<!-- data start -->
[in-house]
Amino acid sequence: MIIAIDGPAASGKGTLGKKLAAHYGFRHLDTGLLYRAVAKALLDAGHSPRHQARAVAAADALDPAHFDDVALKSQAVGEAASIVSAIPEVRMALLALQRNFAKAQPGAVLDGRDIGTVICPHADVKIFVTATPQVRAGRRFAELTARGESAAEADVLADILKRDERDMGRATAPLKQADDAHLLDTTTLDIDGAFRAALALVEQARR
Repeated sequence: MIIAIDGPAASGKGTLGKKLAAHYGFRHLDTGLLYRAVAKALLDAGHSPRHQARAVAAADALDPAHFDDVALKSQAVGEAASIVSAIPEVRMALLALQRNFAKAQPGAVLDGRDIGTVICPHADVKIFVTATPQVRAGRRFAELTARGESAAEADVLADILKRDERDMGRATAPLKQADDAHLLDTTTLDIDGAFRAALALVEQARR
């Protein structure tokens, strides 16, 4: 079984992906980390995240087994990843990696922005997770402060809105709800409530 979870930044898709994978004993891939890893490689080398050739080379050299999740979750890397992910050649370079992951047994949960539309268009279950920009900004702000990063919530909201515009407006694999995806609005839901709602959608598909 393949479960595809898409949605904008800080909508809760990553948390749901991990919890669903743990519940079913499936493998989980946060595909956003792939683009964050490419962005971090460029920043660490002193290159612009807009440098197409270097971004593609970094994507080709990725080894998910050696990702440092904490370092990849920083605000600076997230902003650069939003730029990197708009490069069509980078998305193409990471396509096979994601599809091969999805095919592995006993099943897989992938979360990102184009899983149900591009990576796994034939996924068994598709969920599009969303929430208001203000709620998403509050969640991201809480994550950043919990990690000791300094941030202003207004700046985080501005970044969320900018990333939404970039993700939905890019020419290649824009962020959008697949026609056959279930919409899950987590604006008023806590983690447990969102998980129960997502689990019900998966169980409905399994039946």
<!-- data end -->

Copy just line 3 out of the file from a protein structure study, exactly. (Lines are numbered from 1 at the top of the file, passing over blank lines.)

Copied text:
Repeated sequence: MIIAIDGPAASGKGTLGKKLAAHYGFRHLDTGLLYRAVAKALLDAGHSPRHQARAVAAADALDPAHFDDVALKSQAVGEAASIVSAIPEVRMALLALQRNFAKAQPGAVLDGRDIGTVICPHADVKIFVTATPQVRAGRRFAELTARGESAAEADVLADILKRDERDMGRATAPLKQADDAHLLDTTTLDIDGAFRAALALVEQARR